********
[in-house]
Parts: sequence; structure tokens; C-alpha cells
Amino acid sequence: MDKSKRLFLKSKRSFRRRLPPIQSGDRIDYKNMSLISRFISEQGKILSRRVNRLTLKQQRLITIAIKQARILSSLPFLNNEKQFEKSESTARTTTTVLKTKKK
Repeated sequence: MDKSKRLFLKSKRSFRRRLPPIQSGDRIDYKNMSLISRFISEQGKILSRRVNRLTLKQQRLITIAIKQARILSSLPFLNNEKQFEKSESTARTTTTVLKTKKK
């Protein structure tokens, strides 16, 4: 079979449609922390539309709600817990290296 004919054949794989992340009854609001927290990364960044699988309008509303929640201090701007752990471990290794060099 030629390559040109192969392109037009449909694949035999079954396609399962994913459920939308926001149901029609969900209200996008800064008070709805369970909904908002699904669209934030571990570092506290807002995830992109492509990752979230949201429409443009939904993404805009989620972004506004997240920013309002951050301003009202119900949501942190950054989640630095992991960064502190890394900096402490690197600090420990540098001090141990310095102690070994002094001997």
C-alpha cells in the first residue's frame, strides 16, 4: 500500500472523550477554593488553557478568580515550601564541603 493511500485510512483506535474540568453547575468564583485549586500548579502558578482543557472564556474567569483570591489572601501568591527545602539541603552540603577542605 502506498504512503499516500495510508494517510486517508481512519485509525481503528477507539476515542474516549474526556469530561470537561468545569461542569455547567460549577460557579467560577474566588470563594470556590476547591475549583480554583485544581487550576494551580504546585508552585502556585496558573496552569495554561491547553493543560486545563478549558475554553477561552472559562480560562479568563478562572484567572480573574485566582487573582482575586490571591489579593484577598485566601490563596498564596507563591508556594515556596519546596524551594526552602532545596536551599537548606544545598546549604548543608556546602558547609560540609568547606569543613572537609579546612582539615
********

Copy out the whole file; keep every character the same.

[in-house]
Parts: sequence; structure tokens; C-alpha cells
Amino acid sequence: MDKSKRLFLKSKRSFRRRLPPIQSGDRIDYKNMSLISRFISEQGKILSRRVNRLTLKQQRLITIAIKQARILSSLPFLNNEKQFEKSESTARTTTTVLKTKKK
Repeated sequence: MDKSKRLFLKSKRSFRRRLPPIQSGDRIDYKNMSLISRFISEQGKILSRRVNRLTLKQQRLITIAIKQARILSSLPFLNNEKQFEKSESTARTTTTVLKTKKK
């Protein structure tokens, strides 16, 4: 079979449609922390539309709600817990290296 004919054949794989992340009854609001927290990364960044699988309008509303929640201090701007752990471990290794060099 030629390559040109192969392109037009449909694949035999079954396609399962994913459920939308926001149901029609969900209200996008800064008070709805369970909904908002699904669209934030571990570092506290807002995830992109492509990752979230949201429409443009939904993404805009989620972004506004997240920013309002951050301003009202119900949501942190950054989640630095992991960064502190890394900096402490690197600090420990540098001090141990310095102690070994002094001997």
C-alpha cells in the first residue's frame, strides 16, 4: 500500500472523550477554593488553557478568580515550601564541603 493511500485510512483506535474540568453547575468564583485549586500548579502558578482543557472564556474567569483570591489572601501568591527545602539541603552540603577542605 502506498504512503499516500495510508494517510486517508481512519485509525481503528477507539476515542474516549474526556469530561470537561468545569461542569455547567460549577460557579467560577474566588470563594470556590476547591475549583480554583485544581487550576494551580504546585508552585502556585496558573496552569495554561491547553493543560486545563478549558475554553477561552472559562480560562479568563478562572484567572480573574485566582487573582482575586490571591489579593484577598485566601490563596498564596507563591508556594515556596519546596524551594526552602532545596536551599537548606544545598546549604548543608556546602558547609560540609568547606569543613572537609579546612582539615